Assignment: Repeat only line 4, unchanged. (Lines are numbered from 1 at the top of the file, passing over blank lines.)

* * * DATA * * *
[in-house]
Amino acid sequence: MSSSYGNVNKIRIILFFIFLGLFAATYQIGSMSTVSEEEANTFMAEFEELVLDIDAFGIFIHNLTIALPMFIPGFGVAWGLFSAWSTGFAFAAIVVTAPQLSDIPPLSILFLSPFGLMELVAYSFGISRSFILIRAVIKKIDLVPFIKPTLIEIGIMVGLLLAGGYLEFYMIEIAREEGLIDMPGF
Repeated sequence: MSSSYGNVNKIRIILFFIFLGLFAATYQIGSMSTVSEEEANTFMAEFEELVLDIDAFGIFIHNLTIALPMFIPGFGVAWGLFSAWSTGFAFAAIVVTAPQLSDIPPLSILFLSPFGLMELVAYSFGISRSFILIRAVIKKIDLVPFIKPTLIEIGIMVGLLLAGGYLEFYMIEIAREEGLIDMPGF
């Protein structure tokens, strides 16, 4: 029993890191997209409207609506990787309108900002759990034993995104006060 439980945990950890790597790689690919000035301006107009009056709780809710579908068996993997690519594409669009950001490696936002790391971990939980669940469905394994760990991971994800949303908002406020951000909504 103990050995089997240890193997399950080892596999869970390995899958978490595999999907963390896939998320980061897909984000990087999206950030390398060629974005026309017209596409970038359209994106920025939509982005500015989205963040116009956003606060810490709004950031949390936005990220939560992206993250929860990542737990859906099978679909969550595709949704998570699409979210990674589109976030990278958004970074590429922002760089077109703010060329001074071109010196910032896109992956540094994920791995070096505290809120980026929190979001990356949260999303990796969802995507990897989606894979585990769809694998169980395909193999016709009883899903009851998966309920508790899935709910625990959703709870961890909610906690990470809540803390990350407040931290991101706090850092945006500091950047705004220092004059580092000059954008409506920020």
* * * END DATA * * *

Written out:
């Protein structure tokens, strides 16, 4: 029993890191997209409207609506990787309108900002759990034993995104006060 439980945990950890790597790689690919000035301006107009009056709780809710579908068996993997690519594409669009950001490696936002790391971990939980669940469905394994760990991971994800949303908002406020951000909504 103990050995089997240890193997399950080892596999869970390995899958978490595999999907963390896939998320980061897909984000990087999206950030390398060629974005026309017209596409970038359209994106920025939509982005500015989205963040116009956003606060810490709004950031949390936005990220939560992206993250929860990542737990859906099978679909969550595709949704998570699409979210990674589109976030990278958004970074590429922002760089077109703010060329001074071109010196910032896109992956540094994920791995070096505290809120980026929190979001990356949260999303990796969802995507990897989606894979585990769809694998169980395909193999016709009883899903009851998966309920508790899935709910625990959703709870961890909610906690990470809540803390990350407040931290991101706090850092945006500091950047705004220092004059580092000059954008409506920020």